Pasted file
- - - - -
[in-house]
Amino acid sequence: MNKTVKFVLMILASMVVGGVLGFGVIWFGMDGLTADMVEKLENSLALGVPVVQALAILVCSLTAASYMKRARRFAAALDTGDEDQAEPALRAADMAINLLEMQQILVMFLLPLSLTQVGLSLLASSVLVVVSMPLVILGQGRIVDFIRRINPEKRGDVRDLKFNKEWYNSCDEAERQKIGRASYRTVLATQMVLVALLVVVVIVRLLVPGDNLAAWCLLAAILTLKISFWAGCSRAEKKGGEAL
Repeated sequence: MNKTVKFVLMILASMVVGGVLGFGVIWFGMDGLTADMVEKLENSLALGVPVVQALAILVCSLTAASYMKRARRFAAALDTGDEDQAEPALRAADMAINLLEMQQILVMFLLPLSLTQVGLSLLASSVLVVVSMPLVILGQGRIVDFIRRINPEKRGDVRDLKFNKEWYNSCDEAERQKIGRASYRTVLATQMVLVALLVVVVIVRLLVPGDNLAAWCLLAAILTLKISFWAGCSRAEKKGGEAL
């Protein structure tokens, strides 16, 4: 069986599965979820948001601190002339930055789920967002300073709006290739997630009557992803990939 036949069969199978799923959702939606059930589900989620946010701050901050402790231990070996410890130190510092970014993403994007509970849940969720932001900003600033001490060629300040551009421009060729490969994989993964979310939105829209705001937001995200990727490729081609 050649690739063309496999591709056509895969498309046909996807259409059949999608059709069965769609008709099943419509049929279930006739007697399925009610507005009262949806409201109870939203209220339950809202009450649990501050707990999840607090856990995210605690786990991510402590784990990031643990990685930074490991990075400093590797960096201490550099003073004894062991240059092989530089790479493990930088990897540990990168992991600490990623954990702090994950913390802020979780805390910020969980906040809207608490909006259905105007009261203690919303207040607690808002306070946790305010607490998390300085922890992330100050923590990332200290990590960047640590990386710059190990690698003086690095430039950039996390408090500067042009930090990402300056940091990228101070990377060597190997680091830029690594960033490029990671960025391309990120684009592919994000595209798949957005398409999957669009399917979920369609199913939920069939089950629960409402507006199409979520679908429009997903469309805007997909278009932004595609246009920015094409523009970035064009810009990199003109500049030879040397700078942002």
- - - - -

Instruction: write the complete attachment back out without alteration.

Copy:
[in-house]
Amino acid sequence: MNKTVKFVLMILASMVVGGVLGFGVIWFGMDGLTADMVEKLENSLALGVPVVQALAILVCSLTAASYMKRARRFAAALDTGDEDQAEPALRAADMAINLLEMQQILVMFLLPLSLTQVGLSLLASSVLVVVSMPLVILGQGRIVDFIRRINPEKRGDVRDLKFNKEWYNSCDEAERQKIGRASYRTVLATQMVLVALLVVVVIVRLLVPGDNLAAWCLLAAILTLKISFWAGCSRAEKKGGEAL
Repeated sequence: MNKTVKFVLMILASMVVGGVLGFGVIWFGMDGLTADMVEKLENSLALGVPVVQALAILVCSLTAASYMKRARRFAAALDTGDEDQAEPALRAADMAINLLEMQQILVMFLLPLSLTQVGLSLLASSVLVVVSMPLVILGQGRIVDFIRRINPEKRGDVRDLKFNKEWYNSCDEAERQKIGRASYRTVLATQMVLVALLVVVVIVRLLVPGDNLAAWCLLAAILTLKISFWAGCSRAEKKGGEAL
């Protein structure tokens, strides 16, 4: 069986599965979820948001601190002339930055789920967002300073709006290739997630009557992803990939 036949069969199978799923959702939606059930589900989620946010701050901050402790231990070996410890130190510092970014993403994007509970849940969720932001900003600033001490060629300040551009421009060729490969994989993964979310939105829209705001937001995200990727490729081609 050649690739063309496999591709056509895969498309046909996807259409059949999608059709069965769609008709099943419509049929279930006739007697399925009610507005009262949806409201109870939203209220339950809202009450649990501050707990999840607090856990995210605690786990991510402590784990990031643990990685930074490991990075400093590797960096201490550099003073004894062991240059092989530089790479493990930088990897540990990168992991600490990623954990702090994950913390802020979780805390910020969980906040809207608490909006259905105007009261203690919303207040607690808002306070946790305010607490998390300085922890992330100050923590990332200290990590960047640590990386710059190990690698003086690095430039950039996390408090500067042009930090990402300056940091990228101070990377060597190997680091830029690594960033490029990671960025391309990120684009592919994000595209798949957005398409999957669009399917979920369609199913939920069939089950629960409402507006199409979520679908429009997903469309805007997909278009932004595609246009920015094409523009970035064009810009990199003109500049030879040397700078942002």